Normally, for our full-throttle Thursday, we talk about vehicles with motors. But we're beyond just sticking to categories because they make sense, here at the Treasure Tour blog. That's why today, we would like to harken back to something that was introduced before the automobile hit the streets. But not far before. It was first seen in the 1870's, and went by many names: the "High Wheeler," the "Ordinary," the "Penny Farthing." But we can just call it the ridiculously dangerous bicycle before there was the actual bicycle. The man accredited with the invention. of this transportation anomaly was Eugene Meyer of Paris, France. In 1869, he introduced the wire-spoke tension. wheel that would become an important part of wheeled transportation after his invention.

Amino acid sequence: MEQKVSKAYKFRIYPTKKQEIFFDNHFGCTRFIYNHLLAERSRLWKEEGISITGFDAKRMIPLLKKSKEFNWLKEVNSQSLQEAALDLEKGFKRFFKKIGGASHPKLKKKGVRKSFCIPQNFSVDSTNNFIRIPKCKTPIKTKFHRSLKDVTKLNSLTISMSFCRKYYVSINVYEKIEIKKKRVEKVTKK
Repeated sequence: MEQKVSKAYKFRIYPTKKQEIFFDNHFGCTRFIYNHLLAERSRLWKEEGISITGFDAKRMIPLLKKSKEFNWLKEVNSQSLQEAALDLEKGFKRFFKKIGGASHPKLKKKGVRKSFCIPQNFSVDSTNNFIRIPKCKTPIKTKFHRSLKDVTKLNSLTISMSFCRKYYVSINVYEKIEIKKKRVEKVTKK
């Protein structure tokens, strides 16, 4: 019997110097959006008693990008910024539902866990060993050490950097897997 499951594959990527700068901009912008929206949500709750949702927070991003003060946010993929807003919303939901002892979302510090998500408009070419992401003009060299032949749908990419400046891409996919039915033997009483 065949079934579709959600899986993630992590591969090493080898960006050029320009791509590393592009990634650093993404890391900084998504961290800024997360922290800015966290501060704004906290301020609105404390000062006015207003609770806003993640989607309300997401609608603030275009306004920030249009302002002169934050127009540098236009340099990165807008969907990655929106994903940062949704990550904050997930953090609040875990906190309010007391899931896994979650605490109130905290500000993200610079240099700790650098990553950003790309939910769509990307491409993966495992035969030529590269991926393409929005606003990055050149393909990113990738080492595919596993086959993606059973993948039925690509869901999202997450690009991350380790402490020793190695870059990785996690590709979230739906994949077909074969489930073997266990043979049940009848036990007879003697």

The front wheel of the Penny Farthing (named after two coins used in English currency during the late-19th century, one super big and one teeny tiny) was crazy big - around four feet tall, give or take. The size of the wheel provided a cushion to the driver, which made a difference considering that the tires were solid rubber and in no way insulated them from bumpy roads. The driver would pretty much have to climb onto the top of the bike, and be acutely aware of road conditions because a fall from that height could be dangerous - even fatal. Of course, the development of the safety bike - with its pneumatic tires, and smaller wheels connected to the pedals with chains that allowed for much more practical usage - would be the end of the very short-lived age of the Penny Farthing. Maybe not such a bad thing, considering the danger in which the driver was placed.